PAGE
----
When I was a kid, my parents had an LP of The Seekers, an Australian group who popularized the folk dirge. Maracas were an integral part of the group’s percussive strategy. ‘The Best of the Seekers’ featured classics such as ‘I’ll Never Find Another You’, ‘A World Of Our Own’, ‘Morningtown Ride’, and ‘Georgy Girl’:-
When I was a little girl, I used to look wistfully at the cover of this LP innocently lusting after style like Judith Durham’s. At the age of six, I thought the guy on the left was quite the fox. I used to listen to the LP over and over, and drop the needle repeatedly to the start of ‘The Carnival is Over’, the lyrics of which go:-
‘Now the harbour light is calling
This will be our last goodbye
Though the carnival is over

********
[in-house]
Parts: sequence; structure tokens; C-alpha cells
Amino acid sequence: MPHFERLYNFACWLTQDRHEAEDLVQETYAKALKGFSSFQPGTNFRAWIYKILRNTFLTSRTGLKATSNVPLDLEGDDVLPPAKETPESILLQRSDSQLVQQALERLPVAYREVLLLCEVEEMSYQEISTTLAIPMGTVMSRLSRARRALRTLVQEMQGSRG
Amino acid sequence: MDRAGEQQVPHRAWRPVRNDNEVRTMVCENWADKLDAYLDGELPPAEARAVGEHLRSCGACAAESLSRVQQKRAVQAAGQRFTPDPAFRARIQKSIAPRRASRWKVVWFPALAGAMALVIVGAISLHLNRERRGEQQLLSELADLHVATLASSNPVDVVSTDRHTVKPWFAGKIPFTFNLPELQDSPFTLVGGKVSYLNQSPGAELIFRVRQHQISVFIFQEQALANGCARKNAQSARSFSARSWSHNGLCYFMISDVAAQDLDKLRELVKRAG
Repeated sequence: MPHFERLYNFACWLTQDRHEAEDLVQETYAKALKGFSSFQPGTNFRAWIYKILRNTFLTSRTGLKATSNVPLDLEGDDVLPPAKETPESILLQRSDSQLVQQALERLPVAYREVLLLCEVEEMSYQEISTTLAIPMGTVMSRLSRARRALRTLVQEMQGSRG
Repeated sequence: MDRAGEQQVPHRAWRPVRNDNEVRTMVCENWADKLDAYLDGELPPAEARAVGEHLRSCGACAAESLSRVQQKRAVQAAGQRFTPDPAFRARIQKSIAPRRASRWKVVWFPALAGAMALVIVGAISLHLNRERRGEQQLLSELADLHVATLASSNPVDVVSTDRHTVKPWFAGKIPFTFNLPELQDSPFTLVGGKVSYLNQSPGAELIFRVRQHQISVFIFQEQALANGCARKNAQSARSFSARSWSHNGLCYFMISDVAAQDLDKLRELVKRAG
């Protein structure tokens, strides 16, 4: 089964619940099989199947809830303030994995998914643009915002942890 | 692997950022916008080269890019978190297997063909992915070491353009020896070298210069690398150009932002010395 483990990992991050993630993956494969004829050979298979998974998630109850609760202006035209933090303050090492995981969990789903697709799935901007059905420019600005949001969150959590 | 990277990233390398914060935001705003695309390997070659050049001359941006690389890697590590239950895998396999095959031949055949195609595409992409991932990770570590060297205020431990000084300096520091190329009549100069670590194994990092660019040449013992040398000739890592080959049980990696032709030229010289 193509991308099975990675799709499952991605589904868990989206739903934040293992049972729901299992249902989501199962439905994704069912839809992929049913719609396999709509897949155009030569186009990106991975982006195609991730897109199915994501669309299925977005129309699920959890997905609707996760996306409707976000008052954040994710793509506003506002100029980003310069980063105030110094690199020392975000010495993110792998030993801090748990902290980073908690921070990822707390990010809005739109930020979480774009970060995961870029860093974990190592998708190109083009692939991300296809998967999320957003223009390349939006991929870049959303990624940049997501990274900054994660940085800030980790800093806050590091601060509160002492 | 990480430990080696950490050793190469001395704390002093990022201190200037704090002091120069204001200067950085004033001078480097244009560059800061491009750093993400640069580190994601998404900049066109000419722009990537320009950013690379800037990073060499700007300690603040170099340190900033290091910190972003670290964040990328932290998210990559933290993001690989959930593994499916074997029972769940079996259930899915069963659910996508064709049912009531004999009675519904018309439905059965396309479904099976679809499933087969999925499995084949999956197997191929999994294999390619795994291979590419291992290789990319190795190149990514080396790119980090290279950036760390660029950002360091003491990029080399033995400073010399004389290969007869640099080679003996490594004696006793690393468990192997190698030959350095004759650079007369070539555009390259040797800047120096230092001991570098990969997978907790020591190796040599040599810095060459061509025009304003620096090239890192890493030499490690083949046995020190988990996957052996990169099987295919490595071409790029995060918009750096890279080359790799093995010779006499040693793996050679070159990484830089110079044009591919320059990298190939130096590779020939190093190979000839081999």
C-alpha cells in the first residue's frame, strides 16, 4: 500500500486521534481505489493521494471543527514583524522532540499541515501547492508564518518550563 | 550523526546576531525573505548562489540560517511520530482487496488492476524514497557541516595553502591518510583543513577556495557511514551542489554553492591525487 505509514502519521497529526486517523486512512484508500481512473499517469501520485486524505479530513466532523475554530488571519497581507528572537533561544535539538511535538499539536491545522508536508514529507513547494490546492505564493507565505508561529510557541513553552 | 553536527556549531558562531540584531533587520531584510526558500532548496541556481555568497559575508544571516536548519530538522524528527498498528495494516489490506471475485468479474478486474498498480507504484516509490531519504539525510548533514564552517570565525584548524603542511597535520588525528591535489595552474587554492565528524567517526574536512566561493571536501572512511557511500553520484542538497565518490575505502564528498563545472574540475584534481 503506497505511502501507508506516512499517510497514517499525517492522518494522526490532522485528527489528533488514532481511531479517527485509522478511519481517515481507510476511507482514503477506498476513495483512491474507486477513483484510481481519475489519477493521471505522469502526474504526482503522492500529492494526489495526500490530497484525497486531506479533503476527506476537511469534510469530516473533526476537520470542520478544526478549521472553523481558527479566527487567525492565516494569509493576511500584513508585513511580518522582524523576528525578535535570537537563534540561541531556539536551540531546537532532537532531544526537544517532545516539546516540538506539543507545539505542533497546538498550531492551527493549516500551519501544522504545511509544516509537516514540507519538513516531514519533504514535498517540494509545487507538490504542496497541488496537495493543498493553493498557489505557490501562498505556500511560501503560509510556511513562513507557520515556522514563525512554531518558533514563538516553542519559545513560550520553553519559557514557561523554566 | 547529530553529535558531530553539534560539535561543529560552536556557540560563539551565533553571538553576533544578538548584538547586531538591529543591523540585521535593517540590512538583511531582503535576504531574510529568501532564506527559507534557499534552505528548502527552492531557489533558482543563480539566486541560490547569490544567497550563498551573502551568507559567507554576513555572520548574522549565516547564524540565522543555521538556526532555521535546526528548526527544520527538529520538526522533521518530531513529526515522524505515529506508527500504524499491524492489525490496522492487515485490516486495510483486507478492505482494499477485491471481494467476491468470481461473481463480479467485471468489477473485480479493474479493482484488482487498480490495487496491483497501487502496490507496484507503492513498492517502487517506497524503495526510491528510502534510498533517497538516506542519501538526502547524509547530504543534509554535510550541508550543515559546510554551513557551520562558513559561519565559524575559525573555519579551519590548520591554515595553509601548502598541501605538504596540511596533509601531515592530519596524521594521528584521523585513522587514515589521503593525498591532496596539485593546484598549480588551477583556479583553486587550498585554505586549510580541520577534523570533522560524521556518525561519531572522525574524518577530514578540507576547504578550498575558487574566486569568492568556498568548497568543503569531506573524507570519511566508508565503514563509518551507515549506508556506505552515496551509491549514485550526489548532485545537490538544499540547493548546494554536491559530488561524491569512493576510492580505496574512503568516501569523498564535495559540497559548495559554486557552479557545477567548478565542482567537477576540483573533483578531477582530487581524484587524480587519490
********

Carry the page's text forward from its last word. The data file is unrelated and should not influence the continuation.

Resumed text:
I will love you till I die’
I used to weep for the impossible love between the one-armed strong man and the bearded lady.
You can imagine my joy when I came across a Seekers CD on sale in Christchurch Airport last Tuesday. As soon as we got home, I put it in the stereo and turned the volume up full.
“What did I do?” asked Husband plaintively, in a quiet moment between ‘Open Up Them Pearly Gates’, and ‘Red Rubber Ball’.
“I must have done something wrong for you to be torturing me like this. Are my ears bleeding?”
“These are CLASSIC SONGS!” I said, and I told him about my parents’ Seekers LP and Judith Durham’s dress with the bow and the frills and her satin shoes.
“I can just imagine your parents listening to this,” Husband muttered darkly.
“What’s THAT supposed to mean?”
“Just that it’s the sort of music they’d listen to.”
“Well they did, and so did your wife, and now you’re listening to it too. Ooh, I love this one!
‘But if I should lose your love, dear
I don’t know what I’d do
For I know I’ll never find another you-ooo-ooo!’”
Husband stared at me in horror.
Regrettably, the Seekers declined in popularity because they weren’t raunchy enough for the seventies. This picture goes a long way towards explaining why:-